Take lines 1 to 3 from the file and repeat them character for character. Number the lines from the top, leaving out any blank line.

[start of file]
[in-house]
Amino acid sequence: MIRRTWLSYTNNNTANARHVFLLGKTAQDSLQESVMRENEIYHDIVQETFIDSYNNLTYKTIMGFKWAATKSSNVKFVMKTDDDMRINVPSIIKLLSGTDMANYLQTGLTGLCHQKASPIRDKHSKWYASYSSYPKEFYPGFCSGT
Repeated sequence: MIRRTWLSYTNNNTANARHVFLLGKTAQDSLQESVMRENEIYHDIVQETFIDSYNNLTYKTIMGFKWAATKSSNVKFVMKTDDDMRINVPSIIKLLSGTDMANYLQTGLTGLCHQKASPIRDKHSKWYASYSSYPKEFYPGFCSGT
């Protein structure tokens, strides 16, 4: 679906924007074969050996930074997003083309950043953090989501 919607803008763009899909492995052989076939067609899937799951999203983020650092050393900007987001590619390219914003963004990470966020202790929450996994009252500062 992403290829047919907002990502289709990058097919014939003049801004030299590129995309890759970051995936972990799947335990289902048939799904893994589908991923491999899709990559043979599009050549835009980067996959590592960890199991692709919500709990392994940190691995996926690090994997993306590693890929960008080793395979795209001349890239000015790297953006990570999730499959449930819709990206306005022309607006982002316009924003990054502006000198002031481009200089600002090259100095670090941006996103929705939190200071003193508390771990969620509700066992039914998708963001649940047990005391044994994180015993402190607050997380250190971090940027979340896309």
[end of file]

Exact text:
[in-house]
Amino acid sequence: MIRRTWLSYTNNNTANARHVFLLGKTAQDSLQESVMRENEIYHDIVQETFIDSYNNLTYKTIMGFKWAATKSSNVKFVMKTDDDMRINVPSIIKLLSGTDMANYLQTGLTGLCHQKASPIRDKHSKWYASYSSYPKEFYPGFCSGT
Repeated sequence: MIRRTWLSYTNNNTANARHVFLLGKTAQDSLQESVMRENEIYHDIVQETFIDSYNNLTYKTIMGFKWAATKSSNVKFVMKTDDDMRINVPSIIKLLSGTDMANYLQTGLTGLCHQKASPIRDKHSKWYASYSSYPKEFYPGFCSGT